Author Webpage


Be sure to stop by my author page from time to time

In the meantime, while you're here, pull up a chair, pour yourself a cup of coffee or a cuppa tea, have a piece of pie and always feel free to speak your mind, and your heart, here at Meanderings and Muses.

Saturday, March 7, 2015

Women - The Lovely and The Horrid



an earlier version originally posted at Jungle Red 3/1/2015


All in all, I think I'm a pretty positive person.

I'm pretty happy with my life, most times. We all, of course, have those times that are trying, or sad, or just damned hard. We all handle those times differently, as we should. We own them and they're ours to do with what we can.

But. If you know me, you also know I get angry and tend to speak my mind about the things that I see as injustices. This piece was prompted by an email I received from a young woman I've gotten to know through the internet. She read "Whimsey," sent me a very nice email about how much she enjoyed it, and we've exchanged the occasional note over the past couple of years. I'm going to call her Jane.

Jane confided in me that she had been writing since she was quite young and was working on a manuscript. She asked if there were books about writing that I would recommend, and it's just been that sort of on-line relationship - not "friends," but "friendly." And I like her.

But a couple weeks ago I received a note from her that broke my heart.

Jane had shared some of her writing with a close friend who proceeded to ridicule her efforts, and then told her she was delusional if she thought she was ever going to be an author.

Jane was crushed, of course. Hurt, of course. And her self-confidence shattered.

When she told me about this incident, she asked if I had ever had something similar happen and you know, I had to admit that yes, I had.

Without going into all that, when Jane asked me what would I do, my advice was to keep writing, of course. And to write about this. This heartbreak - write about the hurt. Write it out. And I sent her a copy of Neil Gaiman's "Make Good Art Speech" book.

I did not tell her we should perhaps look into hiring a hitman.











In the meantime, I have fretted about Jane and the fact that she's had her heart broken by a "friend." And, I knew I had to write it out, just like I had advised her to do. This is the sort of thing that breaks my heart and makes me crazy. What is with someone who is capable of hurting someone this way?

So, I vent. I vent by writing. It's the way I've vented since forever. I know you know exactly what I mean, and I'm betting most of you do the same thing. Write it out. Getting the bad things out by letting the feelings flow onto paper. It is amazingly cathartic. And not at all surprising that therapists will encourage their patients to do this very thing.



And in case you haven't figured it out yet, there's a rant coming as I write it out.



During her keynote speech at the "Celebrating Inspiration" luncheon with the WNBA's All-Decade Team in 2006, Madeleine Albright said:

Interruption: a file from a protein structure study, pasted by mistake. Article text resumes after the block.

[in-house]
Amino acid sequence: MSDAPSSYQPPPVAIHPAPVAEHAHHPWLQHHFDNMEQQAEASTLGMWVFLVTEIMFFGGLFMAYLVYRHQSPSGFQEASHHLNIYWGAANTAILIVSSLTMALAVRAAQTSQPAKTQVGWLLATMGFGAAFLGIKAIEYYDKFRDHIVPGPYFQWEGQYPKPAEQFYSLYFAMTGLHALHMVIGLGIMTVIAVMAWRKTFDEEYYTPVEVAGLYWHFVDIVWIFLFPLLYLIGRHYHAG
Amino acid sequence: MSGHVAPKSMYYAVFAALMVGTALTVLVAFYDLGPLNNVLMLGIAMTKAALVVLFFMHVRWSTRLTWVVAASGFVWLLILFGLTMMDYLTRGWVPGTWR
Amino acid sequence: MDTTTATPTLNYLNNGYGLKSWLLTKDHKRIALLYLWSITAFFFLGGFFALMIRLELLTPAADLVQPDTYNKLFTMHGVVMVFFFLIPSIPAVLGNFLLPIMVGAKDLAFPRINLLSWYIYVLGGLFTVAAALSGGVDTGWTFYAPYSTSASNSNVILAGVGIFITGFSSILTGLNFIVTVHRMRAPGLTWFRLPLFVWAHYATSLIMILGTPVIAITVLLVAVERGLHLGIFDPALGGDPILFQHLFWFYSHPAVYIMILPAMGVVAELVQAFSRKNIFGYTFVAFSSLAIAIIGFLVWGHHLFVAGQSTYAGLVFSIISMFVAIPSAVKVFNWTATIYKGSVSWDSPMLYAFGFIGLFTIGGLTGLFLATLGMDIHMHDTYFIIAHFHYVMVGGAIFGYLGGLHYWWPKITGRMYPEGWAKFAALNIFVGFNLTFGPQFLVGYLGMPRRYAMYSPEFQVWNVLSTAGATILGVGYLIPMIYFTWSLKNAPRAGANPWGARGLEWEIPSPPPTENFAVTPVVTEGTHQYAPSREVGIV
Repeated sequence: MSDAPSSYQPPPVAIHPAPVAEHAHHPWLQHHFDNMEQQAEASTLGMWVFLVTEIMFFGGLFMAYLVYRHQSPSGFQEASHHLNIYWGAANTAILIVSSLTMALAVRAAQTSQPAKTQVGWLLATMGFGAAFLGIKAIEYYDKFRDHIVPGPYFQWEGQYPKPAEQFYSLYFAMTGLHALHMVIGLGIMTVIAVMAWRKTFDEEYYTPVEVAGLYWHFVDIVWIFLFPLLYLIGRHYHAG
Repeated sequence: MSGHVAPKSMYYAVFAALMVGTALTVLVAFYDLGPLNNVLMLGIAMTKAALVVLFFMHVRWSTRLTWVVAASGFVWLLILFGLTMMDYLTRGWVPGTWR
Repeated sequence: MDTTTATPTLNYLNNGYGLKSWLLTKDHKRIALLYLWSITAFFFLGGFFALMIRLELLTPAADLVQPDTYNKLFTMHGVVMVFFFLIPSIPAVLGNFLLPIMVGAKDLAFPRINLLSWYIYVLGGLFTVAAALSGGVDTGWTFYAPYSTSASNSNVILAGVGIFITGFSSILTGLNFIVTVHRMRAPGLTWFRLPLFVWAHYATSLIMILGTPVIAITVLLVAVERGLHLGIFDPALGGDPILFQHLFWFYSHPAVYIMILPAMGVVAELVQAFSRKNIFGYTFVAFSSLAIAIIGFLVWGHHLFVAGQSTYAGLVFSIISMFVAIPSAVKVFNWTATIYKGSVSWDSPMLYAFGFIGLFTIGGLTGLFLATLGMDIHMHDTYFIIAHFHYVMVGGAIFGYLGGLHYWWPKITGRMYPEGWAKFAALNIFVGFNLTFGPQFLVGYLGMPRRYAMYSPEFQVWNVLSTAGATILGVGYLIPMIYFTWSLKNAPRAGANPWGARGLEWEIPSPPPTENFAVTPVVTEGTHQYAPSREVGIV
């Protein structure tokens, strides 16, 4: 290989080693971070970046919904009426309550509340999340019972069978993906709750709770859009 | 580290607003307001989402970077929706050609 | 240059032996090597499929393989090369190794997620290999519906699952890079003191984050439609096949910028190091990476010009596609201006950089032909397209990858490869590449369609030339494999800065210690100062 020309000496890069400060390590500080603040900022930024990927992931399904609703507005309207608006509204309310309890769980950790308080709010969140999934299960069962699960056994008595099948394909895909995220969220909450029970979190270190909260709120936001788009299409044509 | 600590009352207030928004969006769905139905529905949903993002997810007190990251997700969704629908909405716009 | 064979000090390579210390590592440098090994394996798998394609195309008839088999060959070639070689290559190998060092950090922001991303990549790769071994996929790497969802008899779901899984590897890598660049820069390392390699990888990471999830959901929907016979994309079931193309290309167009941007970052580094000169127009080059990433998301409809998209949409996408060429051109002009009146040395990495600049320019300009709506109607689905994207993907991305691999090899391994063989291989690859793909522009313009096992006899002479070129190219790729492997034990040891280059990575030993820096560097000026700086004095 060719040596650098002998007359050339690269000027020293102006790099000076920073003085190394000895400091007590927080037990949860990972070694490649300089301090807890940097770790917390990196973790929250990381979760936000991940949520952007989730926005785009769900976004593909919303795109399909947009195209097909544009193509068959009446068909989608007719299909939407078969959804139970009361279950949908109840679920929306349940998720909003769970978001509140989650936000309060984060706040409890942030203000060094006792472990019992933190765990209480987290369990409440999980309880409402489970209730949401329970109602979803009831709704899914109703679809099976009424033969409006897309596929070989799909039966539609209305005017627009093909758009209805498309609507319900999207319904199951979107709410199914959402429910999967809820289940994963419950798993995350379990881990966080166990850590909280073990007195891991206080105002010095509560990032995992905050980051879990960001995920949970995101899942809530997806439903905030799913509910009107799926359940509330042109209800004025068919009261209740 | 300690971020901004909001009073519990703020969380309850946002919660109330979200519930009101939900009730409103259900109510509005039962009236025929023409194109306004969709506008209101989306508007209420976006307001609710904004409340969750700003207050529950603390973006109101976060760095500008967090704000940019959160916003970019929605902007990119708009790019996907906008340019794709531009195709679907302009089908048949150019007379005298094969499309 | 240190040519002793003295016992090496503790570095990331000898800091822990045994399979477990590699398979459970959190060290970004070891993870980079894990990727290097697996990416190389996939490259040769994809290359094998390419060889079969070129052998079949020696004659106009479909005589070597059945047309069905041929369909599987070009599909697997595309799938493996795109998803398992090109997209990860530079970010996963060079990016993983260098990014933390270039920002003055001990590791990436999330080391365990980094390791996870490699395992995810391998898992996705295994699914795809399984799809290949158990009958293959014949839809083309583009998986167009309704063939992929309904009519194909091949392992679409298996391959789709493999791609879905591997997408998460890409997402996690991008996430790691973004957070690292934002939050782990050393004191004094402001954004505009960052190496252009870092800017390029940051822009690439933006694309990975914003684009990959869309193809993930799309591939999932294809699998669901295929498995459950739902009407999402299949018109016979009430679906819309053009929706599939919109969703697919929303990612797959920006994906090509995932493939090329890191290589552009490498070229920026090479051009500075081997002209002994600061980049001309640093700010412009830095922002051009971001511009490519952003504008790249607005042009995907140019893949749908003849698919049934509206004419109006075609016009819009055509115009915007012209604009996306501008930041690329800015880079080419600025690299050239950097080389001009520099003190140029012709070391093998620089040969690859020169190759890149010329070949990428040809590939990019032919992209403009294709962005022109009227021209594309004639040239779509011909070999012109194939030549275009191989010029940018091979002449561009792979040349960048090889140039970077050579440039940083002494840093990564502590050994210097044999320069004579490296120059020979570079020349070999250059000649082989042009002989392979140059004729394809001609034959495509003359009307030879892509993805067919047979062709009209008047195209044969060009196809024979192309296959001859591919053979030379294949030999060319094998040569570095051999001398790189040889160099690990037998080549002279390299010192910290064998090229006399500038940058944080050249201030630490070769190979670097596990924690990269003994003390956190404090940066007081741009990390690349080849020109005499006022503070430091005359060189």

“There is a special place in hell for women who don't help other women."

It struck a chord with women.

It certainly struck a chord with this woman.

It's a sentiment I try to live. Something I believe in. Something I love, admire and respect in other women who also embrace this attitude in their life's creed.



However.


Being the pragmatic, mouthy, prickly, outspoken soul that I am, I also believe the statement contains an unspoken caveat.



And that is this - not all women deserve our help.



I'm sorry if this offends some of you, truly, I am.

But here's a fact as I know it.

Mean girls we knew growing up, oftentimes have grown up to be mean women.

Mean, competitive in a not so nice way, manipulative, and the scariest thing of all, is when they're capable of hiding these things behind a kind exterior with charm and phony grace wrapped firmly around their own agenda.

You know them. Or, if you don't, God has blessed you because you are one lucky, lucky soul.

Women who just don't "get" the importance of women friends. They might profess their support, only to slyly undermine your efforts behind your back. This is, of course, rooted in insecurities so deep that it's sad, really. And to be pitied, I suppose. I revel in the fact that because mean sly souls aren't as smart as they give themselves credit for and because true nature will always show itself, they're eventually found out.




I know, I know. I sound cranky, paranoid and pretty insecure myself.

Having been burned, however, my radar is now extremely accurately and finely tuned. NASA's engineers and scientists have nothing on me when it comes to this well tuned radar of mine, I promise. Because I have been burned, and because I know others have, people I care about, here's a promise I've made to myself -






To the Polyanna self that resides in my soul.

I will cast aside the mean girls who grew into mean women.

I will rejoice in the women who are strong enough to support other women who are deserving. I am thankful every single day that I have always had more of these in my life than the other.

I will remember that these women are a blessing to be celebrated. Their numbers are many, may they multiply. May they teach us, so that we may in turn teach others. May we embrace one another's differences and praise one another's talents in their uniqueness.

And let me, please, remember who they are - the good and the bad - so that I may praise the good, be one of their number, speak out on their behalf, and speak out against those who are not.

And help me, please, be one of those who will continue doing what she can to support and help those who need it and deserve it.



No comments: